GOTV efforts kick into high gear with bike rides and more across Philly

Volunteers from

Volunteers from "Cycle to Vote" on Sunday rode 11 miles around the city to remind folks to vote in the 2020 election. (Ximena Conde/WHYY)

Ask us: What do you want to know about voting and the 2020 election?

With only days to go until Election Day, get-out-the-vote efforts in Philadelphia were everywhere this weekend.

“This is just our last opportunity to encourage people, support people, inspire people to have their voice heard,” Lauren Kahn, co-founder of Cycle to Vote, who was doing outreach on Sunday.

On Sunday, Kahn and a group of 15 cyclists planned to ride 11 miles across the city. They started at LOVE Park, where they got into their GOTV shirts, and were slated to ride through North, West and South Philly neighborhoods.

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She and Chuck Matthews, the other co-founder, met by chance while biking in June. While talking on Lincoln Drive, Matthews and Kahn realized they wanted to harness the new wave of activism inspired by the fallout from COVID-19 and George Floyd’s fatal shooting at the hands of police.

The pair have been cycling around the city since, answering questions about voter registration and requests for mail ballots.

More than 90% of eligible Philadelphians have registered to vote this year, a 35-year record high. Kahn and Matthews say that’s worth celebrating, but the work isn’t done until those who registered cast their ballots.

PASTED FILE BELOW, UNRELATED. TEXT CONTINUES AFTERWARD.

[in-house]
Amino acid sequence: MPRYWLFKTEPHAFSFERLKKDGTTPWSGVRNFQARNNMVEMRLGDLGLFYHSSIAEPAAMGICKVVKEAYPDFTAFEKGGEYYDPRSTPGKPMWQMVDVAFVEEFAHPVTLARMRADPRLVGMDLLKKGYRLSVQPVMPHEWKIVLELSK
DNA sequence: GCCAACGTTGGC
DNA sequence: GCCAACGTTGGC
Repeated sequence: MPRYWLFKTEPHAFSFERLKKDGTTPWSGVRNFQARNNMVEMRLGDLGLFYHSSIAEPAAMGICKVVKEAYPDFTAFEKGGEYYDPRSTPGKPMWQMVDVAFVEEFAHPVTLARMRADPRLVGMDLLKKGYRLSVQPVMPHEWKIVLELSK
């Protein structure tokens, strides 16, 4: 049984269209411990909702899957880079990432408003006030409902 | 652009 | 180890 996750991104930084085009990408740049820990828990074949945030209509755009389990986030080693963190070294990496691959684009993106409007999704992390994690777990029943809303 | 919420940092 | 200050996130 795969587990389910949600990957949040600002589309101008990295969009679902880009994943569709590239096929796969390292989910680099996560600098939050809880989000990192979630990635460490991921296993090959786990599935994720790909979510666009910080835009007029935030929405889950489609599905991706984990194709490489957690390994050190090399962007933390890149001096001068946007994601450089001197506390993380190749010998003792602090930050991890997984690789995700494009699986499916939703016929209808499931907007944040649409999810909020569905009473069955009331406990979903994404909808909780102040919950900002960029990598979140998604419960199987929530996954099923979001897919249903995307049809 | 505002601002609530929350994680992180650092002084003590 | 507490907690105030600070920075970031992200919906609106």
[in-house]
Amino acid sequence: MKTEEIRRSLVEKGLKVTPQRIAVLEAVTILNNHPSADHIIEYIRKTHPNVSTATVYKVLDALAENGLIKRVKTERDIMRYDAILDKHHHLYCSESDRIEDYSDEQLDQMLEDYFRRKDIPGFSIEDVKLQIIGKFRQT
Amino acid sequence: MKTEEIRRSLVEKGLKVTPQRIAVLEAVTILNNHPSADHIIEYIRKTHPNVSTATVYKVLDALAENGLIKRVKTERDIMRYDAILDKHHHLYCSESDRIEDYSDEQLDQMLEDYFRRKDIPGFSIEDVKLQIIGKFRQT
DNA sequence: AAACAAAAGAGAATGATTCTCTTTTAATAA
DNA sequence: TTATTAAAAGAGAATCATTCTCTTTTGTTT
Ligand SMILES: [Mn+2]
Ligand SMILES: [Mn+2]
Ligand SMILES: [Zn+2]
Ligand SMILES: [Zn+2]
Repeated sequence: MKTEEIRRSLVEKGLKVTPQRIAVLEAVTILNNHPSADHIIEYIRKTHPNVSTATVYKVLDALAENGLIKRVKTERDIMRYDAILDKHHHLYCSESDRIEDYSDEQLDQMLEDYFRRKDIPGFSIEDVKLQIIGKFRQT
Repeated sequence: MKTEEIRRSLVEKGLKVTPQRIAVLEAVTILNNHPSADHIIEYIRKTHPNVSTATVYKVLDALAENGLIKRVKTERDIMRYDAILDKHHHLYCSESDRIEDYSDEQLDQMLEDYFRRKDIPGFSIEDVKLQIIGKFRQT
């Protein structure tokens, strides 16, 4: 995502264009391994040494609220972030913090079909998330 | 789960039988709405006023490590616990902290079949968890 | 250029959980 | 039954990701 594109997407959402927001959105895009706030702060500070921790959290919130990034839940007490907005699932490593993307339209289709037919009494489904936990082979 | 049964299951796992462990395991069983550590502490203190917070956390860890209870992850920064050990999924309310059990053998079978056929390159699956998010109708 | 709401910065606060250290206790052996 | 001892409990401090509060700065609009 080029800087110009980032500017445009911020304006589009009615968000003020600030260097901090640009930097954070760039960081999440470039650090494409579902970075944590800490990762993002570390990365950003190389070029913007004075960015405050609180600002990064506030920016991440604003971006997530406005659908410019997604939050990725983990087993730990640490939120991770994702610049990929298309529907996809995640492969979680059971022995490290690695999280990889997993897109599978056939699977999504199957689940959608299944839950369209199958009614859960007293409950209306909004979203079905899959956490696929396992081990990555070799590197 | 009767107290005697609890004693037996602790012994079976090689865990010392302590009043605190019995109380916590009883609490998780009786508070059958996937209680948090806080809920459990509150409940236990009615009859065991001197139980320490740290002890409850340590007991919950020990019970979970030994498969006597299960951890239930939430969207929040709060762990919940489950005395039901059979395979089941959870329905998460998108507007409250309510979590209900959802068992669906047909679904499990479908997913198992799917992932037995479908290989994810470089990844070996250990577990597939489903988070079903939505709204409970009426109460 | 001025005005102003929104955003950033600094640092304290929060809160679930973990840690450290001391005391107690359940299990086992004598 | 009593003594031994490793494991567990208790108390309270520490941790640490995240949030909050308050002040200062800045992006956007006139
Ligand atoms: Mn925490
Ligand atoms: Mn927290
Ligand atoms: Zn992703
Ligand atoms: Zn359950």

According to Kahn, the group of cyclists has distributed more than 200 GOTV shirts and 2,500 buttons with a focus on “people who have had barriers to voting or needed some extra help or Black and brown communities where the vote has been suppressed.”

Cyclists begin their GOTV effort at LOVE Park
Cyclists began their GOTV effort at LOVE Park. (Ximena Conde/WHYY)

Similarly, the Fletcher Street Urban Riding club, also known as the urban cowboys, planned to ride from their stables in Strawberry Mansion to West Philly.

In 2016, Pennsylvania went to Trump by just 44,000 votes. Those doing outreach ahead of the election have one message: Every vote in the commonwealth counts.

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“It’s important that everybody gets out and votes no matter who you’re voting for, just to get a sense of where we are [as a country],” said Matthews.

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